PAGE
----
One of the more common myths about politics is that most politicians lie regularly and well. The truth is that most politicians lie infrequently and, when they do, they do it badly. But the idea that most of them are at it all the time protects the few politicians, like Theresa May, who do lie comfortably and frequently.
Jeremy Corbyn is, as far as lying is concerned, a typical politician: when he lies he does so badly and obviously. He is uncomfortable saying things that he does not believe, which is why even when he is convinced of the need to be conciliatory he does so in print – whether in his warm words on the International Holocaust Remembrance Alliance in the Guardian, or when it appeared that the Labour leadership might have to back a second referendum on Britain’s membership of the EU.
So when the Labour leader says that a no-deal Brexit must be prevented we should take that, too, at face value. It’s one reason why I think it is more likely than not that, sooner or later, a majority will be found for one type of negotiated Brexit or another. The other is that parliament has consistently voted against a no-deal Brexit, even if it has also consistently voted against any measure to stop or even delay it.
My central assumption is that, as a result, both those factors will coalesce into a majority for something to prevent no deal that doesn’t involve stopping Brexit. I think it’s more likely than not that it will be essentially the deal negotiated by Theresa May, with the only open question whether a majority can be found to soften it significantly.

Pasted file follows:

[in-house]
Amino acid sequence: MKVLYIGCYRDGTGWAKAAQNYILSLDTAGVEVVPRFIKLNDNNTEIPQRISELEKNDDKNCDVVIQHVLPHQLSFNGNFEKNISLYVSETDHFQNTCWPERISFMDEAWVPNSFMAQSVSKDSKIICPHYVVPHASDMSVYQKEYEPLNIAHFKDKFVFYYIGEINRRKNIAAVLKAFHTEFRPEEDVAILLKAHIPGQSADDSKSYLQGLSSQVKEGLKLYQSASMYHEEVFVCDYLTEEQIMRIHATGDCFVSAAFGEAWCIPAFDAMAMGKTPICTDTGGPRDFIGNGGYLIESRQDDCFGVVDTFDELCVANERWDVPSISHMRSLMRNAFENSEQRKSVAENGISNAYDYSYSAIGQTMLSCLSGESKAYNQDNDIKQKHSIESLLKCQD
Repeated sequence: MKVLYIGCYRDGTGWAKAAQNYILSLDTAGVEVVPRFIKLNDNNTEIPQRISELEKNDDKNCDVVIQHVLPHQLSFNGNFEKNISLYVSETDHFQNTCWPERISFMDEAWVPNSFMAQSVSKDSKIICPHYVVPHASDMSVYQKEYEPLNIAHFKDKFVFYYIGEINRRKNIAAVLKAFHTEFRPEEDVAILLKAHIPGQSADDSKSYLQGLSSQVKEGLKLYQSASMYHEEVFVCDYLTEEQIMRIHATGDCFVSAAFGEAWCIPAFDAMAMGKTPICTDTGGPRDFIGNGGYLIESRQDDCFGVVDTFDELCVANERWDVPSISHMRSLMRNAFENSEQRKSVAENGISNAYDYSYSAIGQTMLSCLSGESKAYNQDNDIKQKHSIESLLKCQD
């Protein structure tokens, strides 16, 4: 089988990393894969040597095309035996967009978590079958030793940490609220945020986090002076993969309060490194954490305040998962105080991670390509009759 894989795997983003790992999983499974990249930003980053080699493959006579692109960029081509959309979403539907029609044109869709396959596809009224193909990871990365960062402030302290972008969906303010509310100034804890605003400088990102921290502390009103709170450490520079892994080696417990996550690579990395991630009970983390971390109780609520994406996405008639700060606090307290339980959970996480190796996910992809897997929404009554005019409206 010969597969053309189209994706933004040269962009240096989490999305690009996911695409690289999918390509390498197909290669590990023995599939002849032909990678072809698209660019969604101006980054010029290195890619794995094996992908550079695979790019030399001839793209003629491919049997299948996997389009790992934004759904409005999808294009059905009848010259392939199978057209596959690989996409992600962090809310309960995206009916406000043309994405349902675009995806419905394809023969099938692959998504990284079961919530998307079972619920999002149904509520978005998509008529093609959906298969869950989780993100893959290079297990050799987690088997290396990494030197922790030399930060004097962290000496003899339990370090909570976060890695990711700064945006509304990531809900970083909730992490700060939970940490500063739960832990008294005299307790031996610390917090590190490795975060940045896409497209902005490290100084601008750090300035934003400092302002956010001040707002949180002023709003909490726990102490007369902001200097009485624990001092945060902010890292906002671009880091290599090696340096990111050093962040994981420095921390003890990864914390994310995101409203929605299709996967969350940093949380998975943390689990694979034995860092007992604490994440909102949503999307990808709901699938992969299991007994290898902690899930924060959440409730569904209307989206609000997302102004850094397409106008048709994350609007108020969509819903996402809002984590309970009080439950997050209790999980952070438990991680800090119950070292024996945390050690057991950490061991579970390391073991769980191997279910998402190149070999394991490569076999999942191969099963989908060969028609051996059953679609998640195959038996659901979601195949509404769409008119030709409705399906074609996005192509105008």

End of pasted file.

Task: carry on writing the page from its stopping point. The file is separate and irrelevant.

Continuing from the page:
As most pro-second referendum MPs acknowledge, there is no majority to be found in parliament for another vote as it stands; and most concede that, if 14 Labour backbenchers won’t even vote for an extension with a little under 60 days left, a majority is not going to be found to throw the question back to the people.
But there’s an important proviso at play: May’s ability to successfully finesse that politically favourable set of circumstances into a majority for her deal.
Can she do that? That’s less clear. As I wrote this morning, contemplating handing out public funds to seats held by the party’s Inbetweeners – pro-Remain MPs with heavily Leave seats who don’t want to block Brexit and don’t want no deal – is a misread of the political forces at play.
Labour MPs in those seats don’t need a political achievement for their constituents, who largely want Brexit to be “resolved” and don’t want it stopped. They need a political achievement for their members, and the Labour leadership needs a political achievement it can show to the two-thirds of its electoral coalition that voted to remain and the vast majority of Labour party activists who also backed a Remain vote. It’s not clear if May understands that dynamic or how to manage it.
We see that too, with the measures to “cancel” the February parliamentary recess. Parliament will no longer be sitting, but the Conservative chief whip Julian Smith is making provisions for MPs who have caring responsibilities or medical matters to be able to continue on with their plans. So in practice, the government has opted to keep parliament sitting in a way that will annoy MPs at a time they need goodwill and annoy everyone covering it too, but not in a manner that may actually lead to the crisis being resolved.
The important dynamic is that parliament will, in my view, grab whatever the least politically toxic off-the-shelf way to stop no deal is. At the moment that is May’s deal, plus whatever tweaks Labour backbenchers and the leadership secure, whether through direct negotiation or by defeating May on the floor of the House of Commons.
That plays against another referendum because a referendum is not a quick or off-the-shelf way to solve anything – and it could simply mean that the same cliff-edge is endorsed by voters).
But the other off-the-shelf solution to prevent a no-deal Brexit is for Article 50 to be revoked. That requires a parliamentary vote, because the exit date is set in law thanks to the withdrawal act, and the barriers to it happening are formidable. But it is possible that if May bungles the politics – not an unprecedented or impossible event – that revocation becomes the less politically fraught way out.